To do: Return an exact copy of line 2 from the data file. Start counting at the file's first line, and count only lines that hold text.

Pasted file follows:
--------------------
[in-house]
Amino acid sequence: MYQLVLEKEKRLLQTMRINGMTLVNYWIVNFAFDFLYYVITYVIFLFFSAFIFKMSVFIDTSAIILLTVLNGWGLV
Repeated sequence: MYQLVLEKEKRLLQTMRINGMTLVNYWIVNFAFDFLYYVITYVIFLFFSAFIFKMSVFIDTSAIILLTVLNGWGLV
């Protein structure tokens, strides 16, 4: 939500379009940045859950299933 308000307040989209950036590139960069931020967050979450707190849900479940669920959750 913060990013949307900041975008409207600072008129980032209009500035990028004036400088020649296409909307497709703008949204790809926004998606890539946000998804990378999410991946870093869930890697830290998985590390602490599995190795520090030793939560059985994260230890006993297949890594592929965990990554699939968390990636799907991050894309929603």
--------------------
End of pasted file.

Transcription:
Amino acid sequence: MYQLVLEKEKRLLQTMRINGMTLVNYWIVNFAFDFLYYVITYVIFLFFSAFIFKMSVFIDTSAIILLTVLNGWGLV